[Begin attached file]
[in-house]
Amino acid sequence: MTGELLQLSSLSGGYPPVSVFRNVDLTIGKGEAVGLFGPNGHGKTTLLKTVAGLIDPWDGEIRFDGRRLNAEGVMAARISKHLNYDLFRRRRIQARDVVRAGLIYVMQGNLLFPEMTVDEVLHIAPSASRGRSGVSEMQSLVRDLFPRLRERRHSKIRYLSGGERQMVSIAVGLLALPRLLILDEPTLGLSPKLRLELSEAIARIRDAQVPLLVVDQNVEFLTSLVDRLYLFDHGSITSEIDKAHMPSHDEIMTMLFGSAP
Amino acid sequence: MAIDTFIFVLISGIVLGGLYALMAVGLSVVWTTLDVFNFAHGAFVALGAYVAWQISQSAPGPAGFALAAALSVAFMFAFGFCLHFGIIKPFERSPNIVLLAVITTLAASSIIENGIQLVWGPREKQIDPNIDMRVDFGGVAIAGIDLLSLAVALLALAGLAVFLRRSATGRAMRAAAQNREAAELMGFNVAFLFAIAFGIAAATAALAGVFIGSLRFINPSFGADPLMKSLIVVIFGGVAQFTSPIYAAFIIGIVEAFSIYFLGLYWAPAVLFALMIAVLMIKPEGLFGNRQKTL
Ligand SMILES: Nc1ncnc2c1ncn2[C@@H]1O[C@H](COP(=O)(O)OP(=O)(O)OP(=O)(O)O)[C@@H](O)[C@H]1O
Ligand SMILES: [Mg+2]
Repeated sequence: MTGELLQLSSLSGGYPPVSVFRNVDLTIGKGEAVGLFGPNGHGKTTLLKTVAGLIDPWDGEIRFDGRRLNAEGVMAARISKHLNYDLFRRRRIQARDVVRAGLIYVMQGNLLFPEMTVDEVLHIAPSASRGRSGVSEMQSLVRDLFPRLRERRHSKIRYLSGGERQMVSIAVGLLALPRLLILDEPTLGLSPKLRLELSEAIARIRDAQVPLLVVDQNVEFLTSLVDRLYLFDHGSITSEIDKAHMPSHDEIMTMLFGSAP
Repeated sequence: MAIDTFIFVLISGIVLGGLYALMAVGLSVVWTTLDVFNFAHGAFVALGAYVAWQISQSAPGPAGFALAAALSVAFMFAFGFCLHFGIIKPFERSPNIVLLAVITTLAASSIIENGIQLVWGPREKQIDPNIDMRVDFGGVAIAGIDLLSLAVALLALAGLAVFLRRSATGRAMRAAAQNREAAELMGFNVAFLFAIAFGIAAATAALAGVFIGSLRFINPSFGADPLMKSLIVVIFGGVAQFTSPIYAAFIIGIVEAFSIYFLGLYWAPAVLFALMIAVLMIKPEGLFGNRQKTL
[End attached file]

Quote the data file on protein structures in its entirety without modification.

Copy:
[in-house]
Amino acid sequence: MTGELLQLSSLSGGYPPVSVFRNVDLTIGKGEAVGLFGPNGHGKTTLLKTVAGLIDPWDGEIRFDGRRLNAEGVMAARISKHLNYDLFRRRRIQARDVVRAGLIYVMQGNLLFPEMTVDEVLHIAPSASRGRSGVSEMQSLVRDLFPRLRERRHSKIRYLSGGERQMVSIAVGLLALPRLLILDEPTLGLSPKLRLELSEAIARIRDAQVPLLVVDQNVEFLTSLVDRLYLFDHGSITSEIDKAHMPSHDEIMTMLFGSAP
Amino acid sequence: MAIDTFIFVLISGIVLGGLYALMAVGLSVVWTTLDVFNFAHGAFVALGAYVAWQISQSAPGPAGFALAAALSVAFMFAFGFCLHFGIIKPFERSPNIVLLAVITTLAASSIIENGIQLVWGPREKQIDPNIDMRVDFGGVAIAGIDLLSLAVALLALAGLAVFLRRSATGRAMRAAAQNREAAELMGFNVAFLFAIAFGIAAATAALAGVFIGSLRFINPSFGADPLMKSLIVVIFGGVAQFTSPIYAAFIIGIVEAFSIYFLGLYWAPAVLFALMIAVLMIKPEGLFGNRQKTL
Ligand SMILES: Nc1ncnc2c1ncn2[C@@H]1O[C@H](COP(=O)(O)OP(=O)(O)OP(=O)(O)O)[C@@H](O)[C@H]1O
Ligand SMILES: [Mg+2]
Repeated sequence: MTGELLQLSSLSGGYPPVSVFRNVDLTIGKGEAVGLFGPNGHGKTTLLKTVAGLIDPWDGEIRFDGRRLNAEGVMAARISKHLNYDLFRRRRIQARDVVRAGLIYVMQGNLLFPEMTVDEVLHIAPSASRGRSGVSEMQSLVRDLFPRLRERRHSKIRYLSGGERQMVSIAVGLLALPRLLILDEPTLGLSPKLRLELSEAIARIRDAQVPLLVVDQNVEFLTSLVDRLYLFDHGSITSEIDKAHMPSHDEIMTMLFGSAP
Repeated sequence: MAIDTFIFVLISGIVLGGLYALMAVGLSVVWTTLDVFNFAHGAFVALGAYVAWQISQSAPGPAGFALAAALSVAFMFAFGFCLHFGIIKPFERSPNIVLLAVITTLAASSIIENGIQLVWGPREKQIDPNIDMRVDFGGVAIAGIDLLSLAVALLALAGLAVFLRRSATGRAMRAAAQNREAAELMGFNVAFLFAIAFGIAAATAALAGVFIGSLRFINPSFGADPLMKSLIVVIFGGVAQFTSPIYAAFIIGIVEAFSIYFLGLYWAPAVLFALMIAVLMIKPEGLFGNRQKTL